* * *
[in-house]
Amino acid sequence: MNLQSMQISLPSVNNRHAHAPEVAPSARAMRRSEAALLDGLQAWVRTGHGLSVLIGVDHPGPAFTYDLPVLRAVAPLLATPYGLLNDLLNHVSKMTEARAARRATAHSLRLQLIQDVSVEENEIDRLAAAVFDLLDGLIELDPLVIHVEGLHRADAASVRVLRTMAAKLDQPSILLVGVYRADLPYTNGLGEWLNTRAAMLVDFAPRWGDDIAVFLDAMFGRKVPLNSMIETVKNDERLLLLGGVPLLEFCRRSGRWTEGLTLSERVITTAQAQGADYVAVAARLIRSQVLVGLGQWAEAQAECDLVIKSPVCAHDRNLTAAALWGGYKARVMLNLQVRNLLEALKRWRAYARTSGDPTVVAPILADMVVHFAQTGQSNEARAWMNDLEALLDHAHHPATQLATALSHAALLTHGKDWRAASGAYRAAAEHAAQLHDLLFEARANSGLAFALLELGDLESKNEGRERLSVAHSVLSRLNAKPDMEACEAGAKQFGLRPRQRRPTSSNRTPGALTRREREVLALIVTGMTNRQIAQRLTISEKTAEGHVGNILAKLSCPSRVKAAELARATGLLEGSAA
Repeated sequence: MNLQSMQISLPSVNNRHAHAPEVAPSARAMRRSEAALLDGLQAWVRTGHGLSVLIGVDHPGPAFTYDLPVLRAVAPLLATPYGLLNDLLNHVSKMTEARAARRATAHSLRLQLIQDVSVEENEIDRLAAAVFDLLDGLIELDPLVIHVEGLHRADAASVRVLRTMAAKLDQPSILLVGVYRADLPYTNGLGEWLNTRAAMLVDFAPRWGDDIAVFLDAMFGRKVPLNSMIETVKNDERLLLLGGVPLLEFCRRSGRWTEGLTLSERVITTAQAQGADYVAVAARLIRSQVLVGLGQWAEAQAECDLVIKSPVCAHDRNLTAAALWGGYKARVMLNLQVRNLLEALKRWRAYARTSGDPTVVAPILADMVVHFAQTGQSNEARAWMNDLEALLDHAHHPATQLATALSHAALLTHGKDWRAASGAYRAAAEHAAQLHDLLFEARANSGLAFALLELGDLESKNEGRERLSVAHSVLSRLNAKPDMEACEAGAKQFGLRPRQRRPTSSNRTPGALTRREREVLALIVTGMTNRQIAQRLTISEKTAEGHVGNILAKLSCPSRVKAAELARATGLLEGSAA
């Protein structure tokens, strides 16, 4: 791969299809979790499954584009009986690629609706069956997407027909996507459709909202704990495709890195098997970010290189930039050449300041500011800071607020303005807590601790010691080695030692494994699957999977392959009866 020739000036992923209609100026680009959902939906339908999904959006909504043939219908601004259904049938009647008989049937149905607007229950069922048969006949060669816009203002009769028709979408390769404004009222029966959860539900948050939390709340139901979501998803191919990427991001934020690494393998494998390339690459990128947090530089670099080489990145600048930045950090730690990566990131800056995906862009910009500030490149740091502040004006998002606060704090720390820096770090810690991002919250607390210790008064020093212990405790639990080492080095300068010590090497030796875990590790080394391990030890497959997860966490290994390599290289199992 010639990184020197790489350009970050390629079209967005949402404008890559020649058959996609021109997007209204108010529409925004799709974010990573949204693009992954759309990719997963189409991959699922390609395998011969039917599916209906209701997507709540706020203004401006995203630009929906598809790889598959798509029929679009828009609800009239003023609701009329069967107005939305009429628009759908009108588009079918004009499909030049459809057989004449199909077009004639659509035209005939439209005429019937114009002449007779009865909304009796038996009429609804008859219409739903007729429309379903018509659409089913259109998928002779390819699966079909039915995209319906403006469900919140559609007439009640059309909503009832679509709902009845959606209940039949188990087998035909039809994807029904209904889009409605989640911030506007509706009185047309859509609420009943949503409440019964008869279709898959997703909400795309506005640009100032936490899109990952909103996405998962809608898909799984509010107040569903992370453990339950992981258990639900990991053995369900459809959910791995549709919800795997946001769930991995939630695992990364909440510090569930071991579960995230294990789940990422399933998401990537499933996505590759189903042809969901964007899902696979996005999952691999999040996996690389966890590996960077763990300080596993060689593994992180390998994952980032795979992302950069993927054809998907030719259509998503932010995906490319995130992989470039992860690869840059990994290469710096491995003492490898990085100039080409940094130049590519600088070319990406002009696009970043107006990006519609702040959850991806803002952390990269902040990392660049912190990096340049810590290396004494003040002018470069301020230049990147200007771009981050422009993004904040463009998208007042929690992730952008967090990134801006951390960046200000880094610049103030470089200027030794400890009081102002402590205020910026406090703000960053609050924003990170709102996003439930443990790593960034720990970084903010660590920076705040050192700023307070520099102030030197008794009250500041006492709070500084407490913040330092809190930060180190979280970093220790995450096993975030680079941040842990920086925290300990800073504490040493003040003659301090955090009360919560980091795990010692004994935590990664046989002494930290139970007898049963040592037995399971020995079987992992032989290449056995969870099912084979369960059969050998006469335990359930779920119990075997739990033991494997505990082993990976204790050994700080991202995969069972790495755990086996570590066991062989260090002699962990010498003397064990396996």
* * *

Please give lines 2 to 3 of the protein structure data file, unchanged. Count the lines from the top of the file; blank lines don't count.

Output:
Amino acid sequence: MNLQSMQISLPSVNNRHAHAPEVAPSARAMRRSEAALLDGLQAWVRTGHGLSVLIGVDHPGPAFTYDLPVLRAVAPLLATPYGLLNDLLNHVSKMTEARAARRATAHSLRLQLIQDVSVEENEIDRLAAAVFDLLDGLIELDPLVIHVEGLHRADAASVRVLRTMAAKLDQPSILLVGVYRADLPYTNGLGEWLNTRAAMLVDFAPRWGDDIAVFLDAMFGRKVPLNSMIETVKNDERLLLLGGVPLLEFCRRSGRWTEGLTLSERVITTAQAQGADYVAVAARLIRSQVLVGLGQWAEAQAECDLVIKSPVCAHDRNLTAAALWGGYKARVMLNLQVRNLLEALKRWRAYARTSGDPTVVAPILADMVVHFAQTGQSNEARAWMNDLEALLDHAHHPATQLATALSHAALLTHGKDWRAASGAYRAAAEHAAQLHDLLFEARANSGLAFALLELGDLESKNEGRERLSVAHSVLSRLNAKPDMEACEAGAKQFGLRPRQRRPTSSNRTPGALTRREREVLALIVTGMTNRQIAQRLTISEKTAEGHVGNILAKLSCPSRVKAAELARATGLLEGSAA
Repeated sequence: MNLQSMQISLPSVNNRHAHAPEVAPSARAMRRSEAALLDGLQAWVRTGHGLSVLIGVDHPGPAFTYDLPVLRAVAPLLATPYGLLNDLLNHVSKMTEARAARRATAHSLRLQLIQDVSVEENEIDRLAAAVFDLLDGLIELDPLVIHVEGLHRADAASVRVLRTMAAKLDQPSILLVGVYRADLPYTNGLGEWLNTRAAMLVDFAPRWGDDIAVFLDAMFGRKVPLNSMIETVKNDERLLLLGGVPLLEFCRRSGRWTEGLTLSERVITTAQAQGADYVAVAARLIRSQVLVGLGQWAEAQAECDLVIKSPVCAHDRNLTAAALWGGYKARVMLNLQVRNLLEALKRWRAYARTSGDPTVVAPILADMVVHFAQTGQSNEARAWMNDLEALLDHAHHPATQLATALSHAALLTHGKDWRAASGAYRAAAEHAAQLHDLLFEARANSGLAFALLELGDLESKNEGRERLSVAHSVLSRLNAKPDMEACEAGAKQFGLRPRQRRPTSSNRTPGALTRREREVLALIVTGMTNRQIAQRLTISEKTAEGHVGNILAKLSCPSRVKAAELARATGLLEGSAA